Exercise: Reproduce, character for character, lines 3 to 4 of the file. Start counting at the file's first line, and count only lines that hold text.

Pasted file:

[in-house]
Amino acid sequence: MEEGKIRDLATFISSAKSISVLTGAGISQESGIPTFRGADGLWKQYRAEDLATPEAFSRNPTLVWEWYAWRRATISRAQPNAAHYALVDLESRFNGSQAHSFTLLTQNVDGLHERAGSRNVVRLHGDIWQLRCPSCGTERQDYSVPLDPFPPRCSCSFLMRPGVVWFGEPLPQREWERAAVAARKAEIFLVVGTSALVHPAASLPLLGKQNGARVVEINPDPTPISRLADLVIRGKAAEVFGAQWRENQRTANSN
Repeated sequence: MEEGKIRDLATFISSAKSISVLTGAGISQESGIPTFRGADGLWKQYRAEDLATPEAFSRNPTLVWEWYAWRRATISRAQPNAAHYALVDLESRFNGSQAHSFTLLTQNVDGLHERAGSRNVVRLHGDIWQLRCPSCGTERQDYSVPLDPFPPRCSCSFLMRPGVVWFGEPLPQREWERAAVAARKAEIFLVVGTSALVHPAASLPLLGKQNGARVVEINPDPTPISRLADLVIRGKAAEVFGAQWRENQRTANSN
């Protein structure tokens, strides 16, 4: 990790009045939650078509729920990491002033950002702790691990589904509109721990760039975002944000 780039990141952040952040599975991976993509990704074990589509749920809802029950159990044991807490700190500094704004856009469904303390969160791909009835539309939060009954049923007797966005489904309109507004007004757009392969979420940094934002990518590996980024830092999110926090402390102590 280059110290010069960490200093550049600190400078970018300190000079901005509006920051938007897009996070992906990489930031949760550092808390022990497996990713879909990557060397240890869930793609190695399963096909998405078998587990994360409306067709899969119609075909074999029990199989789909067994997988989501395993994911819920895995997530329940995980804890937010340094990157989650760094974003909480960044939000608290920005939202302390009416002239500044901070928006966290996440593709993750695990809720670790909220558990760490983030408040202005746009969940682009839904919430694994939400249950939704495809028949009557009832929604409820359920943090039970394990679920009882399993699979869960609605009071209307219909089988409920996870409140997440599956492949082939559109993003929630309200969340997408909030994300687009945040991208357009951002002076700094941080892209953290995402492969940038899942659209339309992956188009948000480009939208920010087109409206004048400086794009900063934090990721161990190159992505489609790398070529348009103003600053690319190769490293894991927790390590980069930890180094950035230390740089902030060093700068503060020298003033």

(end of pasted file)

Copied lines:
Repeated sequence: MEEGKIRDLATFISSAKSISVLTGAGISQESGIPTFRGADGLWKQYRAEDLATPEAFSRNPTLVWEWYAWRRATISRAQPNAAHYALVDLESRFNGSQAHSFTLLTQNVDGLHERAGSRNVVRLHGDIWQLRCPSCGTERQDYSVPLDPFPPRCSCSFLMRPGVVWFGEPLPQREWERAAVAARKAEIFLVVGTSALVHPAASLPLLGKQNGARVVEINPDPTPISRLADLVIRGKAAEVFGAQWRENQRTANSN
């Protein structure tokens, strides 16, 4: 990790009045939650078509729920990491002033950002702790691990589904509109721990760039975002944000 780039990141952040952040599975991976993509990704074990589509749920809802029950159990044991807490700190500094704004856009469904303390969160791909009835539309939060009954049923007797966005489904309109507004007004757009392969979420940094934002990518590996980024830092999110926090402390102590 280059110290010069960490200093550049600190400078970018300190000079901005509006920051938007897009996070992906990489930031949760550092808390022990497996990713879909990557060397240890869930793609190695399963096909998405078998587990994360409306067709899969119609075909074999029990199989789909067994997988989501395993994911819920895995997530329940995980804890937010340094990157989650760094974003909480960044939000608290920005939202302390009416002239500044901070928006966290996440593709993750695990809720670790909220558990760490983030408040202005746009969940682009839904919430694994939400249950939704495809028949009557009832929604409820359920943090039970394990679920009882399993699979869960609605009071209307219909089988409920996870409140997440599956492949082939559109993003929630309200969340997408909030994300687009945040991208357009951002002076700094941080892209953290995402492969940038899942659209339309992956188009948000480009939208920010087109409206004048400086794009900063934090990721161990190159992505489609790398070529348009103003600053690319190769490293894991927790390590980069930890180094950035230390740089902030060093700068503060020298003033």